By Joe Dizney
Food writer Molly O’Neill once called chowder “edible democracy.” It is certainly one of the most American of recipes — if you can simply call it “a” recipe. Chowder is more a state of mind, and in its myriad forms captures the essence of the American spirit: ruggedly individualistic, assertive and proud of its heritage; at its best, humble, substantial, inclusive and comforting.
As such, recipes abound in every region and micro-region of the country, each proclaiming itself original and authentic, which, like all self-identified Americans, all certainly are.
There is fittingly a sketch of a recipe included in the great American novel Moby Dick, Herman Melville’s homage to the sea and this country; the American statesman Daniel Webster is famous for his much-circulated version and President John F. Kennedy, a Bostonian, was particularly fond of his “chowdah” and his preferred recipe is preserved in the National Archives.
Ostensibly the culinary and etymological descendent of Breton’s Acadian fishermen, chowder (née chaudree, named from the pot, chaudron, in which it was prepared) is a simple seafood stew featuring the catch of the day, originally thickened with hardtack (ships’ biscuits) but now more commonly potatoes, almost universally seasoned with onions, pork, salt and pepper and enriched with butter and eventually milk.
Like all culinary classics, it has been subject to generational and commercial “improvements”: spices or spirits, additional vegetables (corn, celery) and even a roux or heavy cream to thicken this delicate celebration of the sea to a porridge-like (at best) or wallpaper-paste consistency. Possibly the most abhorred defilement is the addition of tomatoes as in Manhattan clam chowder, an abomination at its worst, but perhaps an acceptable stew or soup variant when viewed kindly.
None of these additions offers any substantial increase in enjoyment to this concoction of onions, pork, spuds, fish and dairy in which each element holds its own but all come together in a bowl of warm comfort and national celebration on a cold winter day.
Regarding its individual ingredients: Select firm, white-fleshed fish — cod, hake, haddock and halibut — whatever is available, freshest and affordable. (Clams or other shellfish can be used but that’s another story.) If you’re energetic and/or authentic enough, a fine seafood broth can be made from fish heads or other less appealing bits from whole fish or even the eventual chowder fish chunks, parboiled briefly in water with onions and a couple of bay leaves. Marbled Meat Shop on Route 9 in Philipstown was offering its own seafood stock in quart containers a few weeks ago and bottled commercial clam broth will do in a pinch.
Salt pork is traditional but can be hard to find, but thick-cut bacon adds an additional smoky edge to the proceedings.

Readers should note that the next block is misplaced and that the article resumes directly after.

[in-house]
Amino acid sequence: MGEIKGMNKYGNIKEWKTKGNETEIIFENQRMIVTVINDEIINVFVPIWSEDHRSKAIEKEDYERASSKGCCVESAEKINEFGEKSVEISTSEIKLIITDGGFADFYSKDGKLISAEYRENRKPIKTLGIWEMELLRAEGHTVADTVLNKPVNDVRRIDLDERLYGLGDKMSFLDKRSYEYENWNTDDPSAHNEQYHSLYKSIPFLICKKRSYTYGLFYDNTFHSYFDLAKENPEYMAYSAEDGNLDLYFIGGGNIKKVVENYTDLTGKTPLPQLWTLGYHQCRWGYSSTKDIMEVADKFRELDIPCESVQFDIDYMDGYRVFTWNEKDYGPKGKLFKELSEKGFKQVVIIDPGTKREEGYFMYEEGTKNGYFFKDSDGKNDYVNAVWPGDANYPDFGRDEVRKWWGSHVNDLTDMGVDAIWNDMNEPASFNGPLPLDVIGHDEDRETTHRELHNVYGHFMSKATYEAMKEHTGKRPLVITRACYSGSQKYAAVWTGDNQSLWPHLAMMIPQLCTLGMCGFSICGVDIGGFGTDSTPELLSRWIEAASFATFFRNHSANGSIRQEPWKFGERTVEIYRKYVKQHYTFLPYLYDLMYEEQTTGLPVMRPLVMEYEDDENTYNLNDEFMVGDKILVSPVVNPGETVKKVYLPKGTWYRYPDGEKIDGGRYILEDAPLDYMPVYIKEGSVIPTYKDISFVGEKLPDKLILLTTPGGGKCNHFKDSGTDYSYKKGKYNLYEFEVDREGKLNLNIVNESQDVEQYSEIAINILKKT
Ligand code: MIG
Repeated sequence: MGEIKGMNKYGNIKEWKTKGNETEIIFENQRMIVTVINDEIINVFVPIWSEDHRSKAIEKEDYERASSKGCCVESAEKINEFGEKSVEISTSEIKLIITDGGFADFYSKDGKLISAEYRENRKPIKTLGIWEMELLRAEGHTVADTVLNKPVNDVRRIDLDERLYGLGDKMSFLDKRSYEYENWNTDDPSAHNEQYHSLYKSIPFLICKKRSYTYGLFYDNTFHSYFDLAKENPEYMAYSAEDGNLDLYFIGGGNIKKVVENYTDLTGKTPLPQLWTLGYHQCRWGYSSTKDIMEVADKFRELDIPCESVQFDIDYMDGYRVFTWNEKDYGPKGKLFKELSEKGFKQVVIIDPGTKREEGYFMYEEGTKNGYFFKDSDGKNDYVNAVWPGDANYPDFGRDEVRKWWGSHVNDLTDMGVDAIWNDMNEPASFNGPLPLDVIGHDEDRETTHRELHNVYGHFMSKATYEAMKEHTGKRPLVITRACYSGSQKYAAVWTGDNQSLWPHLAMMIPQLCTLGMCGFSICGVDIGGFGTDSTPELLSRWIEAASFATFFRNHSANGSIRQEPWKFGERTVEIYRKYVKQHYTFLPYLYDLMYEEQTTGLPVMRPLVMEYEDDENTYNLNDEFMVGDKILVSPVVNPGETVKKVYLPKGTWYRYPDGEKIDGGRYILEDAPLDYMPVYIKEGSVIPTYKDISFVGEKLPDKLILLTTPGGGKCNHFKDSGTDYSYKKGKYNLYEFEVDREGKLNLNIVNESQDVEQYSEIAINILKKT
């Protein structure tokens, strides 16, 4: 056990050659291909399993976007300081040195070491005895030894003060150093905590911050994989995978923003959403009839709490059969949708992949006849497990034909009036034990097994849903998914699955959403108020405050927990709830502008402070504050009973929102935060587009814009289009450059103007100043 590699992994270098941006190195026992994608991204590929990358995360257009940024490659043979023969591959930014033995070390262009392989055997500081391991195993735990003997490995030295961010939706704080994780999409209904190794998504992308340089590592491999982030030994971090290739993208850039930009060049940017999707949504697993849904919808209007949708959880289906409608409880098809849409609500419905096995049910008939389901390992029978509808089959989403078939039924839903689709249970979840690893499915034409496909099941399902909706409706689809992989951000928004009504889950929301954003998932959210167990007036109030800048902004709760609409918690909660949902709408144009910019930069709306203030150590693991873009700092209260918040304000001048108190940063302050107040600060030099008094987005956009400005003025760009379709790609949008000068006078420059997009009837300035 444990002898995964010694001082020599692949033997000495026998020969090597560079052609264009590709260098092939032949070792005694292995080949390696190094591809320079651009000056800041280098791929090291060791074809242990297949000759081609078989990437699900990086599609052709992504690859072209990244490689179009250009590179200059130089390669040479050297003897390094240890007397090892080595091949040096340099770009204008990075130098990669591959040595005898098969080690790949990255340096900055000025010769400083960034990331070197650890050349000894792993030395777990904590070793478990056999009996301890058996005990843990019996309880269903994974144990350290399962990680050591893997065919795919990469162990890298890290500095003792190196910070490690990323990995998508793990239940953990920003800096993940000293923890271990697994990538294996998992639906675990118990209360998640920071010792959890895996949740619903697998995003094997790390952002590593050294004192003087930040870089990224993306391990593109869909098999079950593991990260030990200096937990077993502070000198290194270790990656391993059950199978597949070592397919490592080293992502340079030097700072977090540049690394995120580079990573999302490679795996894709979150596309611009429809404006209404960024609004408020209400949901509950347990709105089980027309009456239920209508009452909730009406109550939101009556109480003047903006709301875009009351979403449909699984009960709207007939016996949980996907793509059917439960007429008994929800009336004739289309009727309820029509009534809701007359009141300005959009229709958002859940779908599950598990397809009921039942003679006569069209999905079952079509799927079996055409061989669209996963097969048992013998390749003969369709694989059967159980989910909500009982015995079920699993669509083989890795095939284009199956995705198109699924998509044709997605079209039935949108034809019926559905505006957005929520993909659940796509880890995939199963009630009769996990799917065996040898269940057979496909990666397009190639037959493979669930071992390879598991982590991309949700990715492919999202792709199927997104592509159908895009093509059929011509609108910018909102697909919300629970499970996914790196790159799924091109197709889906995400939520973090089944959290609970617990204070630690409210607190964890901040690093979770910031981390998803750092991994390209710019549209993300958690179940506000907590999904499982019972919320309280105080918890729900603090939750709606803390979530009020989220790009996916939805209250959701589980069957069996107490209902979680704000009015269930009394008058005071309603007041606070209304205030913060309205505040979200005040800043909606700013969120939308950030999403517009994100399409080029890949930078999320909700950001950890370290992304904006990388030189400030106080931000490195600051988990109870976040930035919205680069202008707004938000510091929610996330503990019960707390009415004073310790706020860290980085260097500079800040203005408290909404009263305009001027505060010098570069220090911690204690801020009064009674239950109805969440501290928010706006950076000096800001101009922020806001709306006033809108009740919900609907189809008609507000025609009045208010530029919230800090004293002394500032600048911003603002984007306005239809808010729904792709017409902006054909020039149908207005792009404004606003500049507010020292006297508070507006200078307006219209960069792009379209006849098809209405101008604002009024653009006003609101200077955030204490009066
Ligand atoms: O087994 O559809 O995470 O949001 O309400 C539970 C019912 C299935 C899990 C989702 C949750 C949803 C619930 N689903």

The food writer and Maine native John Thorne, whose definitive study, “Down East Chowder,” appears in his thoroughly enjoyable and enlightening book, Serious Pig, offers the one “innovation” worth taking seriously. He specifies that potatoes should be cut in the manner referred to as “thick-thin.” This simple technique involves cutting your potatoes (any all-purpose potato will do, although Yukon Golds are consistently available and dependable) into bite-sized wedges “the shape of an ax head” by casually circling the peeled spuds with a paring knife. This allows the thin parts to “melt” into and thicken the chowder while leaving larger chunks to provide a creamy counter-texture to the flaky chunks of fish.
Warming the milk before adding it speeds up the proceedings. A dollop of butter added to the bowl when serving provides an inviting puddle of liquid gold. The only thing you could possibly need is a slice or two of toasted country bread for a comforting and satisfying meal.
Chowder is more a state of mind, and in its myriad forms captures the essence of the American spirit …
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Simple Seafood Chowder
2 tablespoons unsalted butter
¼ cup salt pork or thick smoky bacon, ¼-inch diced
2 onions, roughly chopped
3 cups seafood stock (or bottled clam broth)
2 bay leaves
5 to 6 medium-large, all-purpose potatoes (Yukon Gold), peeled and cut into 1-inch thick-thin wedges (See story note on technique.)
3 pounds firm-fleshed white fish (cod, haddock, hake, halibut) cut into 2- to 3-inch chunks
3 cups warmed whole milk
Freshly ground black pepper
¼ cup minced parsley
Additional unsalted butter for serving
Melt butter in a 3- to 4-quart stockpot over medium heat. Sauté pork or bacon five to six minutes to render some fat. Add onions and continue to cook until slightly caramelized. Add stock and bay leaves, bring all to a low boil and simmer for two to three minutes.
Add potatoes and simmer for 10 minutes. Add fish and simmer for another 10 minutes. Add warmed milk and return to a low simmer for five minutes. Salt to taste and add a generous amount of freshly ground black pepper. Stir in the parsley and cut the heat, allowing the chowder to steep. This will give you just enough time to make some toast to serve with the chowder.
Serve hot in large bowls, garnished with a healthy knob of butter.